The SABC says it is working on a solution for its video streaming capacity problems that prevented many South Africans from watching the Springboks’ first Rugby World Cup match last night.
“The SABC has noted some users experienced disruptions in transmission on the SABCPlus App,” said acting corporate affairs and marketing head Mmoni Seapolelo.
Seapolelo said there was a huge traffic peak 5 minutes before the start of the game that caused performance issues and bottlenecking issues for those users.
“A temporary solution was implemented during the games, and we are in the process of resolving the problem with a permanent fix.”
The statement comes after viewers took to social media to voice their frustration at being unable to livestream the match between South Africa and Scotland on SABC+ or the SABC Sport website.
Trying to open the SABC 2 live channel on the SABC+ website showed an authentication error, while the SABC Sport website returned a server error — “504 Gateway Time-out.”
Attempting to log in via the mobile app yielded a “Connection error” message.
The public broadcaster secured the rights to broadcast several matches a day before the World Cup kicked off on Friday, 8 September 2023.
The matches are being broadcast on SABC 2, with selected games live-streamed on SABC Sport’s online channel.
The announcement came after a sub-licensing stand-off with MultiChoice over the past few weeks, in which the SABC reportedly refused to pay $2 million (R38 million) for the rights to broadcast all confirmed and potential Springboks matches.
While the SABC did not have the money to buy the rights, three companies helped finance the last-minute deal, which ended up costing them $3 million (R58 million).
In addition to the opening match between New Zealand and France and the Springboks’ pool games, the agreement includes two quarter-final matches, one semi-final, the bronze final, the final, and the closing ceremony.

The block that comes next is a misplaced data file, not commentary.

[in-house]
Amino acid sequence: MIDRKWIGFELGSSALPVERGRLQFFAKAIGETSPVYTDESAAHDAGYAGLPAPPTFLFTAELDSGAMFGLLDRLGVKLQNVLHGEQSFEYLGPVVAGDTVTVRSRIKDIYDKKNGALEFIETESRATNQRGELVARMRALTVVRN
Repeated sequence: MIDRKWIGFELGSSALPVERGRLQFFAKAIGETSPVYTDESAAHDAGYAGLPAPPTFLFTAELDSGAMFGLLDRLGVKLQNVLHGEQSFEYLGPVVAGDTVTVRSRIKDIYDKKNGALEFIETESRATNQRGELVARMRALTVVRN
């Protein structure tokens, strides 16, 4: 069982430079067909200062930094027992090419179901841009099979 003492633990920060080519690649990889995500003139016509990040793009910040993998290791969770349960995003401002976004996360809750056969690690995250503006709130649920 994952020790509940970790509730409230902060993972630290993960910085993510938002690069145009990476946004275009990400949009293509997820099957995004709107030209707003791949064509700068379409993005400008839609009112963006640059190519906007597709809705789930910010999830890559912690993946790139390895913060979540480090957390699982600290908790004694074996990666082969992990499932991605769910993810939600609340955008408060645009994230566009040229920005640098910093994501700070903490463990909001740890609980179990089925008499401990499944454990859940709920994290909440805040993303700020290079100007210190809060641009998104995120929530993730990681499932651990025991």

“Should the Springboks not qualify for the knockout stages, the above matches will, in any event, be available for broadcast,” MultiChoice said.
Controversially, the deal blocks the SABC from broadcasting the matches on Openview’s free-to-view satellite TV platform.
Openview’s parent company is eMedia, which also owns E-tv. SABC 1, SABC 2, SABC 3, and SABC Sport are available on the satellite TV platform.
As a result of the ban, the public broadcaster could not show the Springboks’ first match on SABC 2’s digital terrestrial television channel, as it uses the same feed as Openview.
To ensure digital TV viewers could still catch the game, it moved the broadcast to its SABC News channel, which is not available on Openview.
eMedia has said it does not generate any advertising revenue from SABC’s channels on its platform.
It called MultiChoice’s restriction “overtly anti-competitive” and said it undermines the national imperative of South Africa’s migration from analogue to digital TV.
“3.2 million digitally migrated South African households will be deprived from viewing the Rugby World Cup on Openview,” eMedia said in an open letter addressed to MultiChoice executives and various government ministers.